One of the famous segments of the 1987 play and 1989 movie Driving Miss Daisy is the trip to Mobile to celebrate Miss Daisy’s brother’s birthday. Holding firmly to the map in the back seat, Miss Daisy became confused, told Hoke to make a wrong turn, and they found themselves far off the planned route. Even now, with GPS units built into a phone or automobile, we chart a planned course for our destination and adopt course changes when circumstances indicate.

The same is true when it comes to retirement. Charting this course is not dissimilar to planning a golf shot in the accompanying image from the Chart Hills Golf Club. The slightest error in planning this shot can result in many costly extra shots. We have written many times about planning for retirement due to its complexity. Today, we address the expenses for which we should plan during our senior years. Correctly assessing the income we will need is vital for planning how we should invest our retirement nest egg.

We will quickly look at six factors that should be considered in determining our senior expenses. Each factor has several sub-components. This step in the planning process is complex and should be considered carefully. Husbands and wives should approach this together. Take note, failure to suitably address future expenses may result in a disappointing future.

The first expense factor we will consider is the cost of housing. Will we be relocating when we choose to change gears in life? Will the new area call for a higher housing cost? Will we need to continue paying a mortgage? Will we choose to rent so we will be able to more easily relocate if needed or desired? How much should we plan for water and electricity, lawn maintenance, alarm system monitoring, homeowner’s insurance, property taxes, internet service, and television streaming/cable/satellite? We should also have a plan for general maintenance of roof replacement, repainting, flooring replacement, HVAC and plumbing repairs. A good place to begin is assessing our current expenses in all of these categories.

The second factor, perhaps of even greater importance, is the cost of health care. Our approach is not to calculate a total that may be spent over a 20-25 year period, but to assess the annual and monthly cash outlay required. We urge everyone to take a second look at the photo accompanying this post. Just as there is a superabundance of traps on this hole, there is an equal number of traps that can cause us to underestimate our monthly health expenses. Remember, Medicare is neither free, nor does it cover everything! Medicare Parts B and D require monthly premiums, and Medicare Advantage Plans likely require additional premiums. Also consider that Medicare does NOT cover the cost of hearing aids, dentures, eye exams or glasses, or home health services. If you have astigmatic eyes and require cataract surgery, lens implants correcting for astigmatism are not covered by Medicare. While Medicare Part D offers some financial relief for medications, it does not cover their full cost. Cancer treatments are often beyond the scope of Medicare as well. Prior to making the change to retirement, families must make their best effort to create a health care monthly budget assessment.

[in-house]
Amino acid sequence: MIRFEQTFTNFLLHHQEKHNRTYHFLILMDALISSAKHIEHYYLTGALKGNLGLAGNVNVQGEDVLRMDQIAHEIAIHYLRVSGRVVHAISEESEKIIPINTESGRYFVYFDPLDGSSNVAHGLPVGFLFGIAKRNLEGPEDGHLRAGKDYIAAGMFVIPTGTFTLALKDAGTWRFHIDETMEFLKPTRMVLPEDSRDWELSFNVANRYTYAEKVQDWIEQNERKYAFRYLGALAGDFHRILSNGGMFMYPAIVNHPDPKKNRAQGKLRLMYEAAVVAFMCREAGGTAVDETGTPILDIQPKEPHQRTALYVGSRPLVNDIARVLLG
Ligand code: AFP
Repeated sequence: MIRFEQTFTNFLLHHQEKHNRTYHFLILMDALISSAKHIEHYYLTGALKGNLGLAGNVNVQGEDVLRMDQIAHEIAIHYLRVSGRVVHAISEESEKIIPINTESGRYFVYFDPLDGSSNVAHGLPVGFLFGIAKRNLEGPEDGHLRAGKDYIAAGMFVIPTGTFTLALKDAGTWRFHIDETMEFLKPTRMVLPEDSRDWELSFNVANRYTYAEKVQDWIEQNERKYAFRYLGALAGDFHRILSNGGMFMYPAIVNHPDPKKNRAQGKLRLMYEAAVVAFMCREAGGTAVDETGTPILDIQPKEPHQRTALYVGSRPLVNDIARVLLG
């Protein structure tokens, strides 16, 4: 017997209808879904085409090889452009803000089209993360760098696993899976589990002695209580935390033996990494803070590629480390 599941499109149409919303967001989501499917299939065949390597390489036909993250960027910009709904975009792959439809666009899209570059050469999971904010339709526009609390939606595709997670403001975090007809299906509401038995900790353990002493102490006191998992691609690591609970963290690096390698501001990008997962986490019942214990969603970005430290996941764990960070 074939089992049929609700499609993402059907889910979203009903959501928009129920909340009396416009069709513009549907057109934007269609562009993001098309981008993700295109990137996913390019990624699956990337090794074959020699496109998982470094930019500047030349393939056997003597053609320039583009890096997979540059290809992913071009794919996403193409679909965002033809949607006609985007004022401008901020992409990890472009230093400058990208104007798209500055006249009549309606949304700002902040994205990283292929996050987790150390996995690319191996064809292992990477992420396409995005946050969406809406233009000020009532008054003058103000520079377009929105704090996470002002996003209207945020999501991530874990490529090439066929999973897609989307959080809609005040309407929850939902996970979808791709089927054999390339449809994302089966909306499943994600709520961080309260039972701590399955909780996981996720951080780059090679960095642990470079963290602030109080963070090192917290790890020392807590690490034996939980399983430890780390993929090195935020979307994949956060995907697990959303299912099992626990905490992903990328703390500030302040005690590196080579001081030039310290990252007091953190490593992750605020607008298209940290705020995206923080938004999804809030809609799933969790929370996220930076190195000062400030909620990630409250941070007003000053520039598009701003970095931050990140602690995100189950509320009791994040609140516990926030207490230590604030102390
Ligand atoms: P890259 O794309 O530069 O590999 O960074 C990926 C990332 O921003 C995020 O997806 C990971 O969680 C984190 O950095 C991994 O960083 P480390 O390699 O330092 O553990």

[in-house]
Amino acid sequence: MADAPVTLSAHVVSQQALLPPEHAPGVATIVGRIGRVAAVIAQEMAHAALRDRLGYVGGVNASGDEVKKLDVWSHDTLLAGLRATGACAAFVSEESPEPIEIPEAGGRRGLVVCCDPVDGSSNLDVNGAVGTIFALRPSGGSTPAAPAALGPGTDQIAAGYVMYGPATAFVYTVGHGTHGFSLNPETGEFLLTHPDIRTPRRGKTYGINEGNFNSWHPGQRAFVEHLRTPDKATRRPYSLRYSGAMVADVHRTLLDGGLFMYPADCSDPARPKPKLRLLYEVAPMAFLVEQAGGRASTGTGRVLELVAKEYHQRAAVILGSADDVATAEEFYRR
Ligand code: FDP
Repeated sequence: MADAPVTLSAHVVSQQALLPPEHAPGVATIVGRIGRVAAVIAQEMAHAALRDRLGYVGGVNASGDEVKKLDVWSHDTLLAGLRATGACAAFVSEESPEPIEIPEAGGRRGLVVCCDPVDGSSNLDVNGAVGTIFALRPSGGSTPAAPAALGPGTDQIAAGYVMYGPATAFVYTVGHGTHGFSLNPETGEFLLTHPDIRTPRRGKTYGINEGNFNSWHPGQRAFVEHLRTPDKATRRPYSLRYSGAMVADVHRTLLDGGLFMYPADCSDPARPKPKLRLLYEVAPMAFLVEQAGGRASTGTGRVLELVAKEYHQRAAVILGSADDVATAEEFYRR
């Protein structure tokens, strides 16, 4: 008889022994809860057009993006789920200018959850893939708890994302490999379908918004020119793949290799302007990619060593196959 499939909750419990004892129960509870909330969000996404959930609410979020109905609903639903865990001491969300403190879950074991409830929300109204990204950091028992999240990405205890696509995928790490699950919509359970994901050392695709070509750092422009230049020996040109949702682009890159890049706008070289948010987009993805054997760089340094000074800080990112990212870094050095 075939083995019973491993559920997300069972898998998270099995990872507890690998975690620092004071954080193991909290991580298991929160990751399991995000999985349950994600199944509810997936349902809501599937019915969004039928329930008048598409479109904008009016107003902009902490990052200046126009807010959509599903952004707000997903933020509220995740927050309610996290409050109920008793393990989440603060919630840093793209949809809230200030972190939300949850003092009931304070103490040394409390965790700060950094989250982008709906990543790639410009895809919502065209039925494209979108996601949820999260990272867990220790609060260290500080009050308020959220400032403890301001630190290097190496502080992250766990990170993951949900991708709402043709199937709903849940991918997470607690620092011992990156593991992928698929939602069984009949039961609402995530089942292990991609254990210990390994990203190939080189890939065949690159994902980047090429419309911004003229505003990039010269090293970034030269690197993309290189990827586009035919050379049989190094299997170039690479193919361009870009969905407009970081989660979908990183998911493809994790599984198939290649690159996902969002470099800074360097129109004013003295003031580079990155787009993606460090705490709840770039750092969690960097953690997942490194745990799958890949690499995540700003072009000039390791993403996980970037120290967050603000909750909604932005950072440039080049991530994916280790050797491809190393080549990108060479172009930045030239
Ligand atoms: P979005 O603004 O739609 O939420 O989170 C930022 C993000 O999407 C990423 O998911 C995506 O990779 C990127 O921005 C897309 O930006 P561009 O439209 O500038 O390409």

The third consideration to be addressed is the aggregate costs of day-to-day living. What will we spend on groceries? Are we carrying credit card balances into retirement? How much will our monthly payments be? How soon will we need to replace current clothing items? Transportation is not free. How much will we be driving and spending on gasoline, oil changes, and regular maintenance? How road worthy is our current car? Will it need significant repair in the future? When will we need to replace the tires? Will we need to replace the car itself? How long will we be able to use our current cell phone? How much will our monthly usage cost? How often will we visit local coffee shops and how much will this add to our budget? Many reports tout the benefits of pets for senior citizens. If we decide to have a pet, how much will the cost be for food (as much as $100 per month) and vet bills? What about the cost of a senior gym membership? Some are included in Medicare Advantage plans, but perhaps not in the area where we live. Haircuts are not going to disappear in retirement, but fixed incomes may make them more difficult to fund. This list can grow long, and the monthly costs quickly accumulate. Underestimating these costs can be painful.

The final three considerations are entertainment, travel, and life insurance. For the sake of space, we will not address them in detail. Each of these areas are much more discretionary in nature than the prior considerations. However, the expenses incurred can be very expensive, and often are not regular and consistent considerations. Where we choose to vacation can be a variable where funds may be saved. How much may our entertainment budget be trimmed? This can effectively reduce the pressure upon our day to day financial costs. Life insurance sometimes offers some flexibility. Would it be possible or wise to exercise the reduced paid up policy option, thereby eliminating future payments? If we are using dividend whole life insurance, will the dividends of the policy carry the policy forward? Everyone should seek qualified advice on such decisions.

Just as a golfer would consider the distance to the green, their personal ability and propensities, and the direction and speed of the wind, before attempting the shot in the accompanying photo – we need to consider carefully the many expenses that we know we will have in our senior years. The exercise we have outlined is seldom easy, never pleasant, and often avoided. Please do not avoid it. If avoided, the result will land us in a trap.